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Dear blog, you are probably wondering what I have been up to lately, don’t you? Well, I have been to pick up my new iMac, the fabulous Mr Howard whom I have spent an awful lot of time with, God knows doing what. I have seen a bunch of bad films and some good ones and I have marched all over the heath and eaten carrot cakes at Kenwood House and watched people walk their pretty dogs (did you know, in Hampstead Heath dogs are called either Chekhov or Daisy – I want a dog called Chekhov or Daisy!). I have found a shop called the Junk Shop (I love shops and I love junk) where I bought a neat little edition of Mother Courage. Not by Brecht but by a Hans Jakob Christoffel von Grimmelhausen who, it says, was the father of the German novel and who wrote under an assortment of pen-names, all anagrams of his own: Melchior Sternfels von Fugshaim, Philarchus Grossus von Trommenheim, Signeur Messmahl, Simon Lengfrisch von Hartenfels, Erich Stainfels von Grufensholm among others. I have been spending way too much time in Irish pubs and have also ended at least one night in Greenwich with someone who came to this country hidden inside a petrol tanker (you know, just like in the Kite-Runner) and I have seen the Prisoner of Second Avenue with Jeff Goldblum and Mercedes Ruehl, which was fantastic, I really must go to see more comedy, tragedy bores me to death. And I have seen a portrait of Isabella Blow made up of dead animals, said my final good-bye to good friends who are moving to New York (jealous, moi?), swapped my summer wardrobe for the winter one, then been terribly upset because the weather has shifted again and it’s now 25 degrees and sunny. Isn’t the world a most peculiar place?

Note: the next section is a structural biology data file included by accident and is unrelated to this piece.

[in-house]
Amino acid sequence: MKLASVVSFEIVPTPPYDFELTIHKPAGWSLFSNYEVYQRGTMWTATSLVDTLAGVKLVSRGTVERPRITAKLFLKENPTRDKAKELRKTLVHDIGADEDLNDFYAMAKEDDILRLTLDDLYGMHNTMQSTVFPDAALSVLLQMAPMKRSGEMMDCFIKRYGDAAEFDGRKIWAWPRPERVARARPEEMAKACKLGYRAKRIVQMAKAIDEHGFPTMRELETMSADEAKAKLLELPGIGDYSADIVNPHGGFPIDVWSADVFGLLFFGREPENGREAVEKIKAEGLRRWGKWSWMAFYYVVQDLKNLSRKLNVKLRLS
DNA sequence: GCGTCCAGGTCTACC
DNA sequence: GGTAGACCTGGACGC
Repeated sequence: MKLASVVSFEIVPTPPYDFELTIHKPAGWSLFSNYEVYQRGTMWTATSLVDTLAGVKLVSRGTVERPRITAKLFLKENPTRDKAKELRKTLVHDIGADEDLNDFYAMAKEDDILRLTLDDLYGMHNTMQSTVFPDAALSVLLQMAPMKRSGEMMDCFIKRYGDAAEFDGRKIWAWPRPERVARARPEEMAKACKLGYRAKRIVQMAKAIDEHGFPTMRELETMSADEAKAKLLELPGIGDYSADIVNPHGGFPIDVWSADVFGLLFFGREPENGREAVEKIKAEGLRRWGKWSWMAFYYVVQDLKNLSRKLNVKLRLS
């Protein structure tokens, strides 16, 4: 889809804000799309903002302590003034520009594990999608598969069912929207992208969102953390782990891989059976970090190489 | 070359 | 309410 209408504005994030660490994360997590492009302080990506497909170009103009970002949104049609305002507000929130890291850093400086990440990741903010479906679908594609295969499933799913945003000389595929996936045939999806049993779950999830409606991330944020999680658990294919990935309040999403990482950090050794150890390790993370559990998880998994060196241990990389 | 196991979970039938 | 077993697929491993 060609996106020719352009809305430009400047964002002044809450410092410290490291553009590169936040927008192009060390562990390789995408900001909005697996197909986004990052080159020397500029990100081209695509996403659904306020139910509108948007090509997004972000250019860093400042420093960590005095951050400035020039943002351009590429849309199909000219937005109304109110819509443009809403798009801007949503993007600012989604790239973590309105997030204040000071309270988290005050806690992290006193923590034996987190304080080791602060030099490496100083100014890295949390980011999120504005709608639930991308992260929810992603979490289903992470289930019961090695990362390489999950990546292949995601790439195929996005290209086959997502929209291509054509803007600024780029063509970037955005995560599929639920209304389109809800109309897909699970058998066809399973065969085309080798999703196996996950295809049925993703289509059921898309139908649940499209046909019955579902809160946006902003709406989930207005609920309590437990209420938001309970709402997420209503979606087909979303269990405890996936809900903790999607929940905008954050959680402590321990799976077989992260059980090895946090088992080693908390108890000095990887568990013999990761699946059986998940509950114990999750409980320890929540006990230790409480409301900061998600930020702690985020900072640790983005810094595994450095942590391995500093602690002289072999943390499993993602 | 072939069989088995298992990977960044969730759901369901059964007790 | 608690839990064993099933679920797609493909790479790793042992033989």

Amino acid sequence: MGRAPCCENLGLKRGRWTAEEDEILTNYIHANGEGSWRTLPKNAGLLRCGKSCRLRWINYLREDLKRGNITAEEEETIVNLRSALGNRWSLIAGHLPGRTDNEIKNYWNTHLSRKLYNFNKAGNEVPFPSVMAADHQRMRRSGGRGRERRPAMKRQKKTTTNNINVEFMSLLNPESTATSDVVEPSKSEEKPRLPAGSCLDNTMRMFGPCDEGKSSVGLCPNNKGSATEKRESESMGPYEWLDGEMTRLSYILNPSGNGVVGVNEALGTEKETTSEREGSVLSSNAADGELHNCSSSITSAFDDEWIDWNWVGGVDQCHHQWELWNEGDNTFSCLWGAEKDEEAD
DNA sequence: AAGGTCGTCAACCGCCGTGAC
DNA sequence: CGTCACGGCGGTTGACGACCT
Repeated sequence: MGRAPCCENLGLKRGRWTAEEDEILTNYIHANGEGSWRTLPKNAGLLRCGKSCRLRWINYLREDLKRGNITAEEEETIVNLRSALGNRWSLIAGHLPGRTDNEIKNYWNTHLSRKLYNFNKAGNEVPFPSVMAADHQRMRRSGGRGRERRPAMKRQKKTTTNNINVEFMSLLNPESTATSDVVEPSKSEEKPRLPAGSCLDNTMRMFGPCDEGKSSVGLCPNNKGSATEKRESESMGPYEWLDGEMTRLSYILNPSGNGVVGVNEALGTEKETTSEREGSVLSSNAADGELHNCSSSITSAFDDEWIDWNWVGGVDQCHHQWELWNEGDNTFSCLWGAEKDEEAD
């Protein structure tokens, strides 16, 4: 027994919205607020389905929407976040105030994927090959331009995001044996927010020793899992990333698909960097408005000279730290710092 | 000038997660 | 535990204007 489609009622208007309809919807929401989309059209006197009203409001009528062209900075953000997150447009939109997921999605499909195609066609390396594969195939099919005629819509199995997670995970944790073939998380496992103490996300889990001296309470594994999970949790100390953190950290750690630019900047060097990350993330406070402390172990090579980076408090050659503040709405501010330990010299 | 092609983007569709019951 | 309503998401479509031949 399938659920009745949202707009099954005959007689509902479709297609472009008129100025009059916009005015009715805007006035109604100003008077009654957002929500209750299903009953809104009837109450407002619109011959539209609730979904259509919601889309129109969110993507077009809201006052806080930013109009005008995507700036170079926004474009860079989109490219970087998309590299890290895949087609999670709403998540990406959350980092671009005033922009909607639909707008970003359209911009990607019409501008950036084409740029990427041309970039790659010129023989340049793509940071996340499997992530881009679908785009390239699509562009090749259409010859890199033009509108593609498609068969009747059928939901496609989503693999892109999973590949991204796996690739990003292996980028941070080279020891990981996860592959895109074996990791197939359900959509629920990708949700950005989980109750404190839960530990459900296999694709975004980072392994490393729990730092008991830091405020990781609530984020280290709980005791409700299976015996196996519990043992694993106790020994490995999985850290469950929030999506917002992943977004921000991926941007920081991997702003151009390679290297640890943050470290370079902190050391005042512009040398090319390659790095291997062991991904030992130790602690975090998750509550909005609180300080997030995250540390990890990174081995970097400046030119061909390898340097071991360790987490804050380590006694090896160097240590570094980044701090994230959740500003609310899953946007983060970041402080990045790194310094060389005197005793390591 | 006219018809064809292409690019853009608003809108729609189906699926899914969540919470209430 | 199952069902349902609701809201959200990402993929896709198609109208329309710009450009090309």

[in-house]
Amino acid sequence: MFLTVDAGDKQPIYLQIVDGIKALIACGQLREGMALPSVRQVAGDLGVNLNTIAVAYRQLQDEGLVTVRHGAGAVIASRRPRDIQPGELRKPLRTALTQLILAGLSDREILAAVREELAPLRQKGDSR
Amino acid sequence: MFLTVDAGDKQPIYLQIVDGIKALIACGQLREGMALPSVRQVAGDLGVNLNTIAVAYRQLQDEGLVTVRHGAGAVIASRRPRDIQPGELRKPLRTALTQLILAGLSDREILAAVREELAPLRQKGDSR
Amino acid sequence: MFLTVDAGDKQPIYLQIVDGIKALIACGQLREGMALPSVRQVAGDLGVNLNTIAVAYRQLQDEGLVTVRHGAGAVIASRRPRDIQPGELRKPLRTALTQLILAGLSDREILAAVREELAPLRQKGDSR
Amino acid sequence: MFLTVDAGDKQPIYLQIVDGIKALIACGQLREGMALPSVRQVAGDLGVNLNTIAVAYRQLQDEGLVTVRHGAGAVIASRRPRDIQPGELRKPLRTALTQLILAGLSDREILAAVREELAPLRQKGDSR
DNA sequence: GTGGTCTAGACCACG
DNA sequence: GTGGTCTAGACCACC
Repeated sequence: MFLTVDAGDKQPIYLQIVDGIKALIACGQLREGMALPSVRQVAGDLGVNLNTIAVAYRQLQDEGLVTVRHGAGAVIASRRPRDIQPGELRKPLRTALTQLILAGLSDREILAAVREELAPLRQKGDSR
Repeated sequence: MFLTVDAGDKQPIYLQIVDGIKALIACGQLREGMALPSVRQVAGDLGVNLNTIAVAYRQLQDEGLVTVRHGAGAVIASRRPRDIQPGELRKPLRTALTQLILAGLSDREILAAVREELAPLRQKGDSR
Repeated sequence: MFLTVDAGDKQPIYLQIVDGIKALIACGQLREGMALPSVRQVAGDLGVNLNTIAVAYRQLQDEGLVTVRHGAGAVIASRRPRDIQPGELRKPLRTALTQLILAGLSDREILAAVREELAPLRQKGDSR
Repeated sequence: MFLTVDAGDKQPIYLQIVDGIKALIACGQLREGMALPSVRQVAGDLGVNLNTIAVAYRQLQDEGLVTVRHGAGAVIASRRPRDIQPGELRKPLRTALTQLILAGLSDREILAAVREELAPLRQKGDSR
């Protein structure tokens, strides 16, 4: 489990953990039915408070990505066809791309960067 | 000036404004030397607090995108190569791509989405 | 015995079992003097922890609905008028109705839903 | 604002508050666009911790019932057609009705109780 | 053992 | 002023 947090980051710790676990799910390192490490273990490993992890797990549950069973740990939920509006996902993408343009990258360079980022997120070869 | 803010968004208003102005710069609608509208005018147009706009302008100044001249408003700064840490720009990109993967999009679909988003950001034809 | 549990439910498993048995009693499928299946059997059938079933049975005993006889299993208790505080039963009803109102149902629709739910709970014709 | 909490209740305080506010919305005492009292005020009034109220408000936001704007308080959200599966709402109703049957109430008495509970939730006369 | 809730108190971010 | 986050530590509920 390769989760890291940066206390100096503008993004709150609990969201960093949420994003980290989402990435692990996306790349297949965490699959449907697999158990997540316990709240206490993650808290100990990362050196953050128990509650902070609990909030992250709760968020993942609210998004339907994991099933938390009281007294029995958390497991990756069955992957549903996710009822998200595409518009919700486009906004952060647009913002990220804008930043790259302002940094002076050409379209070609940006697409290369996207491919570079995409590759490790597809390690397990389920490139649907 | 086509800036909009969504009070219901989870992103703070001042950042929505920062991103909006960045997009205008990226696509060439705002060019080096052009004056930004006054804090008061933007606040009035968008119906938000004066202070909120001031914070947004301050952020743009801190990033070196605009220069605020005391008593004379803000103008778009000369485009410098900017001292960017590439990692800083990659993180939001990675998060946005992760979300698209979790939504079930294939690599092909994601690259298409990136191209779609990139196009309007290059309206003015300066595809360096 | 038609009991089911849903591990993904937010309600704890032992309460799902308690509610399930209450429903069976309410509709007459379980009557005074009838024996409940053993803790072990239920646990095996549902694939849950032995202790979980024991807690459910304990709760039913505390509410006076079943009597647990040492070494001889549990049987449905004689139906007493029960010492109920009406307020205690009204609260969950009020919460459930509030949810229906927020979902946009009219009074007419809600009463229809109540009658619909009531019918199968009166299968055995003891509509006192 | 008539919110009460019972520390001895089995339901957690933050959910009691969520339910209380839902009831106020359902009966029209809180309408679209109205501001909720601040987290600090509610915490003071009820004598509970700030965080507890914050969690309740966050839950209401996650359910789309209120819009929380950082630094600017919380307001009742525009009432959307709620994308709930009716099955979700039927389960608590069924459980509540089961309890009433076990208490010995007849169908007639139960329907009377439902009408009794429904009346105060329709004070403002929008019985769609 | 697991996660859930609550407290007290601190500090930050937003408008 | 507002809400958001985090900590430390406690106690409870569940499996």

Fashion week has come to London town. And this is what it looked like in the early days.
“I started reading very early. My father worked in a factory and my mother worked as a waitress, but they were avid readers. We didn’t always have a lot of food, or a lot of toys, but there were a lot of books. I fell in love with books very early on in life – they way they looked, the way they felt, and I was always curious about what was inside them. So I didn’t need much encouragement. In fact, I begged my mother to teach me to read before I went to school. The first book I spent a lot of time with was A Child’s Garden of Verses by Robert Louis Stevenson. I was a very sickly child – I had bronchial pneumonia, tuberculosis, Asiatic flu, mumps, measles, scarlet fever – so I had lots of time to stay in bed and read. And Robert Louis Stevenson was a sickly child, too, and wrote a lot of poems about or for children who were convalescing, so they really spoke to me.”
Patti Smith talks ELLE (October Issue) through the literature that has shaped her life and career.
Right, graduation is over and done with. Good bye academic life, hello uncertain future. I would post some pictures but actually didn’t manage to take any. I was too busy drinking champagne and chasing canapés. And anyway, academic dress does really not do anyone any favours. Or as Robert Purvis once said: “A graduation ceremony is an event where the commencement speaker tells thousands of students dressed in identical caps and gowns that ‘individuality’ is the key to success.” I can’t remember our warden’s speech very well but it was probably along the same lines. And something about us not getting slack because in a year’s time there will be a bunch of other bright people sitting where we are sitting now. Declan Donnellan (honorary fella), on the other hand, talked about sheep which was more encouraging. After all, Jesus was a shepherd (if only metaphorically so).